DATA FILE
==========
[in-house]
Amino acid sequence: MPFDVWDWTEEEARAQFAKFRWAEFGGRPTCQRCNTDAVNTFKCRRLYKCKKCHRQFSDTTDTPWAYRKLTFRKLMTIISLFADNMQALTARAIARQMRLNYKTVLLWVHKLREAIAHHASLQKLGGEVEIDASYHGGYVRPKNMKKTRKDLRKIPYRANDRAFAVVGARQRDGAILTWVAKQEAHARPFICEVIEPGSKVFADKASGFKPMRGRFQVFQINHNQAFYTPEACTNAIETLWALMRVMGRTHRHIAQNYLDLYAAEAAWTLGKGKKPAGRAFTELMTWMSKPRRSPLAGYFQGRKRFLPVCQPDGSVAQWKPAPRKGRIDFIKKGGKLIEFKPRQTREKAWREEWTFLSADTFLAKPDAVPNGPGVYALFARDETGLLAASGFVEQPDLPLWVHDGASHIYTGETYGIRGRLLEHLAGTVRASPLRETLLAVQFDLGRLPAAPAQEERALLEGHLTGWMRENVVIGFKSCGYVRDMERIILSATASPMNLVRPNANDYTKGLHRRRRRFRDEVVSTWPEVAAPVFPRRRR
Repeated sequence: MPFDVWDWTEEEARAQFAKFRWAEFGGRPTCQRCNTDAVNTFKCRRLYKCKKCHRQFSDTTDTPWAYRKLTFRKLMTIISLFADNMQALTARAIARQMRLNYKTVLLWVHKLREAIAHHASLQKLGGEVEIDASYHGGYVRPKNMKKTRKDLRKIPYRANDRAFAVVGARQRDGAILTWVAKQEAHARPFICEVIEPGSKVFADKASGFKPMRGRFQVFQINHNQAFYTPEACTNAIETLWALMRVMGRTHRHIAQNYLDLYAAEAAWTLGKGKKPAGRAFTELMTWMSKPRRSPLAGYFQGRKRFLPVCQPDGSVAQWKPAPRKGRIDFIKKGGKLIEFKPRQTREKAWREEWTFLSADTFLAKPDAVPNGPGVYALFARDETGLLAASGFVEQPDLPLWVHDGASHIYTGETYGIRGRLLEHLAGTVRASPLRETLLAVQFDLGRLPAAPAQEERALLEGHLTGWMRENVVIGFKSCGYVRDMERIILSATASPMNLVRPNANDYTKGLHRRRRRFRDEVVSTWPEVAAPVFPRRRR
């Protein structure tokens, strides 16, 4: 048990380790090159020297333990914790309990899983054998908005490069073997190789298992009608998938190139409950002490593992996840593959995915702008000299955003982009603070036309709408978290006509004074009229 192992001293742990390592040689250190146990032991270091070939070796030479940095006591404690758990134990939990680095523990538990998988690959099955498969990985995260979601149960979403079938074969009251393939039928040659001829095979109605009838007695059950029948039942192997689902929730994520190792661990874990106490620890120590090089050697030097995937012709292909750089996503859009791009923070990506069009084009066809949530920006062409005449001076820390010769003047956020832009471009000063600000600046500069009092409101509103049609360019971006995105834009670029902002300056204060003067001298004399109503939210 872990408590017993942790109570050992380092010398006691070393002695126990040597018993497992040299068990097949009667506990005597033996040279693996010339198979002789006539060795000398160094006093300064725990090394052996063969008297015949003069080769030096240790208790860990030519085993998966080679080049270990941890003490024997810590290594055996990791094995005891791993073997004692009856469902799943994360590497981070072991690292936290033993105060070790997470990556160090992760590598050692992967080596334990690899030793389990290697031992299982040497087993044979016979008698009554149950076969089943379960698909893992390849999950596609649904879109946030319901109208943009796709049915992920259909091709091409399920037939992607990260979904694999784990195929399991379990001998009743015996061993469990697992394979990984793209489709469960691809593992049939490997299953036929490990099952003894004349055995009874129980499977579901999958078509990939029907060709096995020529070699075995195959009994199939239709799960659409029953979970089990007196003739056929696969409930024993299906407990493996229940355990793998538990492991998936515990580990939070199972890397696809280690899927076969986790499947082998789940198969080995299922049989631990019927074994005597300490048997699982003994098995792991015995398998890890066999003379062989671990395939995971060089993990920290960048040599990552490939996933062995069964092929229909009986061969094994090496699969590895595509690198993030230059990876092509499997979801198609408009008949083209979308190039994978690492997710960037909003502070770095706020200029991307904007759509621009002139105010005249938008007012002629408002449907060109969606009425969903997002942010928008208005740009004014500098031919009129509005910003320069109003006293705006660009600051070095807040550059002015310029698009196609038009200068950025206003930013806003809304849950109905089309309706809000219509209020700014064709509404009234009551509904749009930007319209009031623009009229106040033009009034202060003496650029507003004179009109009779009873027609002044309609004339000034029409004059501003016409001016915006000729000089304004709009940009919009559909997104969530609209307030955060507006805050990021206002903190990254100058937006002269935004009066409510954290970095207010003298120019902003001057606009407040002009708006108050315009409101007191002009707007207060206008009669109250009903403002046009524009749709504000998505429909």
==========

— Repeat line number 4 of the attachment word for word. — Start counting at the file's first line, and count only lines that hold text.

């Protein structure tokens, strides 16, 4: 048990380790090159020297333990914790309990899983054998908005490069073997190789298992009608998938190139409950002490593992996840593959995915702008000299955003982009603070036309709408978290006509004074009229 192992001293742990390592040689250190146990032991270091070939070796030479940095006591404690758990134990939990680095523990538990998988690959099955498969990985995260979601149960979403079938074969009251393939039928040659001829095979109605009838007695059950029948039942192997689902929730994520190792661990874990106490620890120590090089050697030097995937012709292909750089996503859009791009923070990506069009084009066809949530920006062409005449001076820390010769003047956020832009471009000063600000600046500069009092409101509103049609360019971006995105834009670029902002300056204060003067001298004399109503939210 872990408590017993942790109570050992380092010398006691070393002695126990040597018993497992040299068990097949009667506990005597033996040279693996010339198979002789006539060795000398160094006093300064725990090394052996063969008297015949003069080769030096240790208790860990030519085993998966080679080049270990941890003490024997810590290594055996990791094995005891791993073997004692009856469902799943994360590497981070072991690292936290033993105060070790997470990556160090992760590598050692992967080596334990690899030793389990290697031992299982040497087993044979016979008698009554149950076969089943379960698909893992390849999950596609649904879109946030319901109208943009796709049915992920259909091709091409399920037939992607990260979904694999784990195929399991379990001998009743015996061993469990697992394979990984793209489709469960691809593992049939490997299953036929490990099952003894004349055995009874129980499977579901999958078509990939029907060709096995020529070699075995195959009994199939239709799960659409029953979970089990007196003739056929696969409930024993299906407990493996229940355990793998538990492991998936515990580990939070199972890397696809280690899927076969986790499947082998789940198969080995299922049989631990019927074994005597300490048997699982003994098995792991015995398998890890066999003379062989671990395939995971060089993990920290960048040599990552490939996933062995069964092929229909009986061969094994090496699969590895595509690198993030230059990876092509499997979801198609408009008949083209979308190039994978690492997710960037909003502070770095706020200029991307904007759509621009002139105010005249938008007012002629408002449907060109969606009425969903997002942010928008208005740009004014500098031919009129509005910003320069109003006293705006660009600051070095807040550059002015310029698009196609038009200068950025206003930013806003809304849950109905089309309706809000219509209020700014064709509404009234009551509904749009930007319209009031623009009229106040033009009034202060003496650029507003004179009109009779009873027609002044309609004339000034029409004059501003016409001016915006000729000089304004709009940009919009559909997104969530609209307030955060507006805050990021206002903190990254100058937006002269935004009066409510954290970095207010003298120019902003001057606009407040002009708006108050315009409101007191002009707007207060206008009669109250009903403002046009524009749709504000998505429909």